Offer practical assistance

It is difficult for many grieving people to ask for help.  They might feel guilty about receiving so much attention, fear being a burden, or be too depressed to reach out.  You can make it easier for them by making specific suggestions – such as “I’m going to the market this afternoon.  What can I bring you from there?” or “I’ve made a beef stew for dinner.  When can I come by and bring you some?”

Consistency is very helpful, if you can manage it – being there for as long as it takes.  This helps the grieving person look forward to your attentiveness without having to make the additional effort of asking again and again.  You can convey an open invitation by saying “Let me know what I can do”, which may make a grieving person feel more comfortable about asking for help.  But keep in mind that a bereaved person may not have the energy or motivation to call you when they need something, so it’s better if you take the initiative to check in.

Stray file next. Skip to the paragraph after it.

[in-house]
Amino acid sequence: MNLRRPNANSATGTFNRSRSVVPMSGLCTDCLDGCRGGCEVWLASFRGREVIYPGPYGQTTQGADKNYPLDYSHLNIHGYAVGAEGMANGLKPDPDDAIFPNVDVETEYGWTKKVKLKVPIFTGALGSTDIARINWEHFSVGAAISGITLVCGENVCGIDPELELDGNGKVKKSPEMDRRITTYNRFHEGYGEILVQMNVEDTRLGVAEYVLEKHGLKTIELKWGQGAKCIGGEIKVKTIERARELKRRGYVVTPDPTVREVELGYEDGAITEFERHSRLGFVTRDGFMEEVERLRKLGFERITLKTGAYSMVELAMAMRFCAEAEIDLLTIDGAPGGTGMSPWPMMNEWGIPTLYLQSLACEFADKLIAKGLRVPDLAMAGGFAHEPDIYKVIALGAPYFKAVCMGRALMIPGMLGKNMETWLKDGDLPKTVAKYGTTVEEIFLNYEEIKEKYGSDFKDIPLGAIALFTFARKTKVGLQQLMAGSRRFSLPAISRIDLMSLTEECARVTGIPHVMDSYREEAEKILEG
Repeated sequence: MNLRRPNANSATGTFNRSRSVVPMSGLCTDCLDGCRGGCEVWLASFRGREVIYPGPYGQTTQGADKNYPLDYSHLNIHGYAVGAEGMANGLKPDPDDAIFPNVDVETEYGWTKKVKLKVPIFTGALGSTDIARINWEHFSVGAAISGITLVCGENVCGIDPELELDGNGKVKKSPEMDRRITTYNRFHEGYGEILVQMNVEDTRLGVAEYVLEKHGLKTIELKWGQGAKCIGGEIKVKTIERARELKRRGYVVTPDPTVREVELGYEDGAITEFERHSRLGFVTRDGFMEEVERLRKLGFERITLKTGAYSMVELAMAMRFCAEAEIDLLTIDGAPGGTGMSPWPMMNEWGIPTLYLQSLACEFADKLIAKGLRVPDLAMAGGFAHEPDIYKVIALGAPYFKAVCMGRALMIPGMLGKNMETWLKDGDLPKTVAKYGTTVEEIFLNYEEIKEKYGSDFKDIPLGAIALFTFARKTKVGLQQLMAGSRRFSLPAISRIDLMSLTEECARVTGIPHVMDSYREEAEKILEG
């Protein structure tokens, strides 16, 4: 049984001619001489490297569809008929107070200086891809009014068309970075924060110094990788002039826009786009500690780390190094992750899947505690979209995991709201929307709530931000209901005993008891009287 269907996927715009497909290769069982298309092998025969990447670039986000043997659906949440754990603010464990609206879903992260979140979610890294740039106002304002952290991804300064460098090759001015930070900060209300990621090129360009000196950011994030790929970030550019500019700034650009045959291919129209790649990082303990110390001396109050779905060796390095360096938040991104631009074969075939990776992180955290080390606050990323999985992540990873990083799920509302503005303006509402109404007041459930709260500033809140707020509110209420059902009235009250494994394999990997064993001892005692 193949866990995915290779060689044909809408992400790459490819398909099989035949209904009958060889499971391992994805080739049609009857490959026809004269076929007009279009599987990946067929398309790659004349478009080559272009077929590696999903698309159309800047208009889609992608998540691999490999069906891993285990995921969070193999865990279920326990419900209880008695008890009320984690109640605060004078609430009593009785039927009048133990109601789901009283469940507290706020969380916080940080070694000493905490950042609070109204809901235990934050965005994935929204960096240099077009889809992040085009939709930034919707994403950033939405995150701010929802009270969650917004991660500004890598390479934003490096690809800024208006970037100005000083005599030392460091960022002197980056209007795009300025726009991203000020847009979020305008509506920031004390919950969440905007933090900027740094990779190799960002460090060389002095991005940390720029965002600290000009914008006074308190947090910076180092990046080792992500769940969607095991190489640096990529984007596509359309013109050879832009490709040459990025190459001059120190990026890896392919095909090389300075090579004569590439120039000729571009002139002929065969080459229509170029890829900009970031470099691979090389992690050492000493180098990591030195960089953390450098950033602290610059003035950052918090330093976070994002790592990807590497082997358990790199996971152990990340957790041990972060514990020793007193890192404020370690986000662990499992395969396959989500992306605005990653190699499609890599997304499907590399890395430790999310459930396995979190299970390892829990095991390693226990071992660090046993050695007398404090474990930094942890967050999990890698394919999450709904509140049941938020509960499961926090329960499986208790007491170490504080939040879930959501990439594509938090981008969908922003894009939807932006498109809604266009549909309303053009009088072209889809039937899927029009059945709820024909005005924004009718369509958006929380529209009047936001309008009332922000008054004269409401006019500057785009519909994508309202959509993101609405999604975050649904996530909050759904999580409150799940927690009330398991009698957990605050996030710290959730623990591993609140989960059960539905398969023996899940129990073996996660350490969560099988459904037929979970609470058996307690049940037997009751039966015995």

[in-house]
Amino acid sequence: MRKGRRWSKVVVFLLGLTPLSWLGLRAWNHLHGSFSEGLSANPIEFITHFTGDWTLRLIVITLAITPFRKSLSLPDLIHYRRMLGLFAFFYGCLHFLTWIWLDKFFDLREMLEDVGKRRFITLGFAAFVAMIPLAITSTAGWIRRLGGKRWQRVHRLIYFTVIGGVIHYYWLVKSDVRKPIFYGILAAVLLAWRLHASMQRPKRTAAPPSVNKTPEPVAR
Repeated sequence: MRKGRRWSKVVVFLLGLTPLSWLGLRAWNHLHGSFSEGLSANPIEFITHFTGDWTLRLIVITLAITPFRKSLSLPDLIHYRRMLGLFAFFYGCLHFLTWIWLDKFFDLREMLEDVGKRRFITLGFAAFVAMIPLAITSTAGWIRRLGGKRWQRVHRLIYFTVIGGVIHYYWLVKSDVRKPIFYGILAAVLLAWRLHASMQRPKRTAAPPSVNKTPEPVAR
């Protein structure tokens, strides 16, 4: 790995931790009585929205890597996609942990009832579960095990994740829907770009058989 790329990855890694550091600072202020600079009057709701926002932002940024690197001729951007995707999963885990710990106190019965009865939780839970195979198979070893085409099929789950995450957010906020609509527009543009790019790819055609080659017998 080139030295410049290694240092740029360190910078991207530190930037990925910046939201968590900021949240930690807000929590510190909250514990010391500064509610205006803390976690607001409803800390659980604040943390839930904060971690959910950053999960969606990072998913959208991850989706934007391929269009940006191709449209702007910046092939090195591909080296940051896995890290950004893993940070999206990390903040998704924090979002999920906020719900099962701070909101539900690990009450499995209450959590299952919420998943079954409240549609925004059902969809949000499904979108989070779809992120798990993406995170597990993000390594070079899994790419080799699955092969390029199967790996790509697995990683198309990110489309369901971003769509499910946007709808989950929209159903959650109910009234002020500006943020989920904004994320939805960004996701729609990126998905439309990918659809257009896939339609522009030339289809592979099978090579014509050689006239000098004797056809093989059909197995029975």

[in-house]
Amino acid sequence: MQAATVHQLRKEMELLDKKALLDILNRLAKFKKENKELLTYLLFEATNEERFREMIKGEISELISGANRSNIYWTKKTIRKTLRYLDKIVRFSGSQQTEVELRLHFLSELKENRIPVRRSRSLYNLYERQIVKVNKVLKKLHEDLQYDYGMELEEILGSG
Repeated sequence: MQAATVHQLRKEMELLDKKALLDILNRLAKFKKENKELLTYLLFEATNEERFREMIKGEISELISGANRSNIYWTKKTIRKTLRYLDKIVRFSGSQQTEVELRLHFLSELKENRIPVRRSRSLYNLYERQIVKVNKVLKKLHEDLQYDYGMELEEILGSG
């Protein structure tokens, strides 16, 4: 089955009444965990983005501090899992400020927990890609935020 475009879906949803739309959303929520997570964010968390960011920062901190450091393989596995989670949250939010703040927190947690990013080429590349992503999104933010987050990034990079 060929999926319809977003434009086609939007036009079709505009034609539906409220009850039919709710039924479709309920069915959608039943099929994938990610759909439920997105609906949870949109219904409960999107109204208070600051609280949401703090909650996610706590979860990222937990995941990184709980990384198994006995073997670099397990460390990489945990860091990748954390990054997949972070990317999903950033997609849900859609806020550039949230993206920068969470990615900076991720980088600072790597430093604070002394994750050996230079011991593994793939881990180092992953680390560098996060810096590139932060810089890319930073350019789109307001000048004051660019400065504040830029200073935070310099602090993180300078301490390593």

Be the one who take the initiative

There are many practical ways you can help a grieving person.  You can offer to:

  • Shop for groceries or run errands
  • Drop off a casserole or other type of food
  • Help with funeral arrangements
  • Stay in their home to take phone calls and receive guests
  • Help with insurance forms or bills
  • Take care of housework, such as cleaning or laundry
  • Watch their children or pick them up from school
  • Drive them wherever they need to go
  • Look after their pets
  • Go with them to a support group meeting
  • Accompany them on a walk
  • Take them to lunch or movie
  • Share an enjoyable activity (game, puzzle, art project)